Need your input on relocating 4" vent/waste CI...

Discussion in 'Plumbing Forum, Professional & DIY Advice, Tips & ' started by speede541, Jul 11, 2010.

  1. speede541

    speede541 New Member

    Messages:
    124
    Location:
    San Francisco Bay area
    Re: the attached photo, there is a toilet centered in this room (bag of insulation plugging the flange opening). The vent pipe runs off-center. Below the floor, the toilet angles off and drains into this vent/waste line.

    I want to install a toilet on the opposite side of this wall, in a narrow "closet" of identical width to the room in the photo.

    My plan was to cut the 4" cast iron vent line, angle it over and run it down centered on both toilets. However, the 2x6 stud is in the way (non-structural wall). To move a portion of this stud would do a number on the lath & plaster on the opposite wall. Also, I was planning on using this stud to support the cut vent line. If I cut the stud, I'm not sure what I'll attach to to keep the upper portion of the CI vent from pulling down.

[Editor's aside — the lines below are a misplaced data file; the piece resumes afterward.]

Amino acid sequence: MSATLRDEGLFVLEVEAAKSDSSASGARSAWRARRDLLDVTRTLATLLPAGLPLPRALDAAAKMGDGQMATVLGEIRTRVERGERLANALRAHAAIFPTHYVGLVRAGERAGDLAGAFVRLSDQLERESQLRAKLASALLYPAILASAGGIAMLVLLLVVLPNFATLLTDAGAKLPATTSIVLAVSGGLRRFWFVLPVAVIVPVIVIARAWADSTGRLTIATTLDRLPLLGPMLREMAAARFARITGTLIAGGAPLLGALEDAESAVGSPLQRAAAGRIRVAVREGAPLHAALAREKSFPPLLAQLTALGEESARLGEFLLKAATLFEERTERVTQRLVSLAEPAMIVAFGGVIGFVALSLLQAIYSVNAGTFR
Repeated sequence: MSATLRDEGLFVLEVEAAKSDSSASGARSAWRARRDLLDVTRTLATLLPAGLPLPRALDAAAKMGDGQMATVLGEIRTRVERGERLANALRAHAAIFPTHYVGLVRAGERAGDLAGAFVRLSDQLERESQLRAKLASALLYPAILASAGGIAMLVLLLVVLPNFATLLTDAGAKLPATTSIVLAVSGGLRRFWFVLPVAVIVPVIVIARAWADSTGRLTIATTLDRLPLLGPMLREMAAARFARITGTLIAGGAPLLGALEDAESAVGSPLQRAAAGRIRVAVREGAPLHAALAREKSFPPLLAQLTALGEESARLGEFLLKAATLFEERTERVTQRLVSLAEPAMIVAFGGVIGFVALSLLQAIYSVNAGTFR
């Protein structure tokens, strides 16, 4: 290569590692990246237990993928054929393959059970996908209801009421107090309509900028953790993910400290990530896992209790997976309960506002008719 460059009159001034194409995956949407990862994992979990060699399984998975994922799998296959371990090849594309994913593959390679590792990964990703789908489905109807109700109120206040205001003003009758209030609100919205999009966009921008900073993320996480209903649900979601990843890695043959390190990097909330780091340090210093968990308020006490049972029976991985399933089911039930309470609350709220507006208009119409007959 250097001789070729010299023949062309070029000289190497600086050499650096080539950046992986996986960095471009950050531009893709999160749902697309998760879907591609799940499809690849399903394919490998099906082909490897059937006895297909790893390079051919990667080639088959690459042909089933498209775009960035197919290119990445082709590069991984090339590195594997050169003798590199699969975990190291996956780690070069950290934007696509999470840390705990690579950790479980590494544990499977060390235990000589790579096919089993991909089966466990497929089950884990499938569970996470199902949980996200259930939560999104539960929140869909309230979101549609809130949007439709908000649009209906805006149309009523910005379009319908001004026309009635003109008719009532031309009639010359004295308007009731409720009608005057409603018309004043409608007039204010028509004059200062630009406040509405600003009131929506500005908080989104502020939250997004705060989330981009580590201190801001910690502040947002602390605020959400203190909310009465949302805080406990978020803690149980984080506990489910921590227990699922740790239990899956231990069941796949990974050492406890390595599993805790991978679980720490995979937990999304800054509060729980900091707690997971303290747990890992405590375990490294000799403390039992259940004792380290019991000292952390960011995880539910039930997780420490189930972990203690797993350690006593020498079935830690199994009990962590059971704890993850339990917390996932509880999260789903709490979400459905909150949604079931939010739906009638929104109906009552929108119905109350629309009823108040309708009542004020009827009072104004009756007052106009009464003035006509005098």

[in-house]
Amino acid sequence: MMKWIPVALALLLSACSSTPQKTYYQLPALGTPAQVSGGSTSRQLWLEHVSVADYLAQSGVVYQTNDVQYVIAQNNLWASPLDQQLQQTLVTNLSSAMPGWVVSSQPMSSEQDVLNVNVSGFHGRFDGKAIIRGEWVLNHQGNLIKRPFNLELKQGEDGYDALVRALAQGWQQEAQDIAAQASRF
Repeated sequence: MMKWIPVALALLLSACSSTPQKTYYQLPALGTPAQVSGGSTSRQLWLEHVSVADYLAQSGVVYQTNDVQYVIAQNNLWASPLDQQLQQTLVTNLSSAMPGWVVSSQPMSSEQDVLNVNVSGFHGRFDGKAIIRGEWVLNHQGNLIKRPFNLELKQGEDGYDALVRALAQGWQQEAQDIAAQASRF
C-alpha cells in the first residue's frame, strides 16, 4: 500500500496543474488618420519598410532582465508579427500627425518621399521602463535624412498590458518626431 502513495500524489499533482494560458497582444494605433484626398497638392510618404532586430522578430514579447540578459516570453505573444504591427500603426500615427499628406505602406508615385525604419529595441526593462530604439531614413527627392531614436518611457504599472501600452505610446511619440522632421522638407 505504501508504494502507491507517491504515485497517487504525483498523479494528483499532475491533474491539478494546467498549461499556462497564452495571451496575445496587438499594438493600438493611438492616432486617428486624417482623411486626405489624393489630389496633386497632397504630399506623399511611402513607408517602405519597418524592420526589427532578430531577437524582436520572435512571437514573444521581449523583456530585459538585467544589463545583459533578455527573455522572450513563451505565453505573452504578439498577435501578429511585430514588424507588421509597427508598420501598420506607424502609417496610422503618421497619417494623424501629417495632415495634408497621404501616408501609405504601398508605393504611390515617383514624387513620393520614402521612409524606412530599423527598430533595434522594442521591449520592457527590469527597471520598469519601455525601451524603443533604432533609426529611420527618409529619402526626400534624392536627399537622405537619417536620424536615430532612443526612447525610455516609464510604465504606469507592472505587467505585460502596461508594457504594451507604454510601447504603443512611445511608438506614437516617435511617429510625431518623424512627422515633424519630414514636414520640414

(The wood on edge on either side of the stud aren't doing anything and can be removed.)

    I've got about two feet of dead space under the floor, inside of a dropped ceiling for the room below.

    Below the floor, there's the Tee connecting to the toilet, then the waste pipe angles off to the left a couple of feet and returns to vertical inside of another wall.

    What would any of you do, faced with this situation?

    BTW, code requirement forces me to use CI. No PVC. Appreciate any and all advice!

    [​IMG]
  2. nhmaster3015

    nhmaster3015 Master Plumber

    Messages:
    836
    Location:
    The granite state
    How much plumbing experience do you have? That's really a job for a professional
  3. Terry

    Terry Administrator Staff Member

    Messages:
    14,794
    Location:
    Bothell, Washington
    I would cut in a wye below the tee, and bring up a second line for the second toilet.